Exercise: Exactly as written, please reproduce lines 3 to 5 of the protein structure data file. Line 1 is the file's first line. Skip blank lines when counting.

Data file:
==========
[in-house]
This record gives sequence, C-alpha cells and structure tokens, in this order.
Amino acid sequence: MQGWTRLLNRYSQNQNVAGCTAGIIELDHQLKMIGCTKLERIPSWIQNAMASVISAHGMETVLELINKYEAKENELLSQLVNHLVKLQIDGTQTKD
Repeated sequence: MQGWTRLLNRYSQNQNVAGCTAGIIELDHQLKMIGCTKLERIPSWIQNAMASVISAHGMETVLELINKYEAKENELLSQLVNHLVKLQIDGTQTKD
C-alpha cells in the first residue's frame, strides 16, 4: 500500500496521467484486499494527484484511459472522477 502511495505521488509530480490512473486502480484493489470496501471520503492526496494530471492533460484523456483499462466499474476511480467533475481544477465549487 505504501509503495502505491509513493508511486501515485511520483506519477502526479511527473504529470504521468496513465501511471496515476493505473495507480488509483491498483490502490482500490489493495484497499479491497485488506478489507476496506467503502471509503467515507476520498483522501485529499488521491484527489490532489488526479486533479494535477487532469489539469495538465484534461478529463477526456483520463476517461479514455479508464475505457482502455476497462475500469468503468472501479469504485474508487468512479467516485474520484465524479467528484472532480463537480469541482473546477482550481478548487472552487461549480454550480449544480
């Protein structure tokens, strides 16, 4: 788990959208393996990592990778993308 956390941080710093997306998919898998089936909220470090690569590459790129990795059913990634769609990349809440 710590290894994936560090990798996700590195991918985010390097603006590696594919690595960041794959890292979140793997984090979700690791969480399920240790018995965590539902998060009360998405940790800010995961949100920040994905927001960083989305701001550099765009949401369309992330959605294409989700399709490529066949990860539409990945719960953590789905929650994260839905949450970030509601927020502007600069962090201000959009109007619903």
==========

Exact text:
Amino acid sequence: MQGWTRLLNRYSQNQNVAGCTAGIIELDHQLKMIGCTKLERIPSWIQNAMASVISAHGMETVLELINKYEAKENELLSQLVNHLVKLQIDGTQTKD
Repeated sequence: MQGWTRLLNRYSQNQNVAGCTAGIIELDHQLKMIGCTKLERIPSWIQNAMASVISAHGMETVLELINKYEAKENELLSQLVNHLVKLQIDGTQTKD
C-alpha cells in the first residue's frame, strides 16, 4: 500500500496521467484486499494527484484511459472522477 502511495505521488509530480490512473486502480484493489470496501471520503492526496494530471492533460484523456483499462466499474476511480467533475481544477465549487 505504501509503495502505491509513493508511486501515485511520483506519477502526479511527473504529470504521468496513465501511471496515476493505473495507480488509483491498483490502490482500490489493495484497499479491497485488506478489507476496506467503502471509503467515507476520498483522501485529499488521491484527489490532489488526479486533479494535477487532469489539469495538465484534461478529463477526456483520463476517461479514455479508464475505457482502455476497462475500469468503468472501479469504485474508487468512479467516485474520484465524479467528484472532480463537480469541482473546477482550481478548487472552487461549480454550480449544480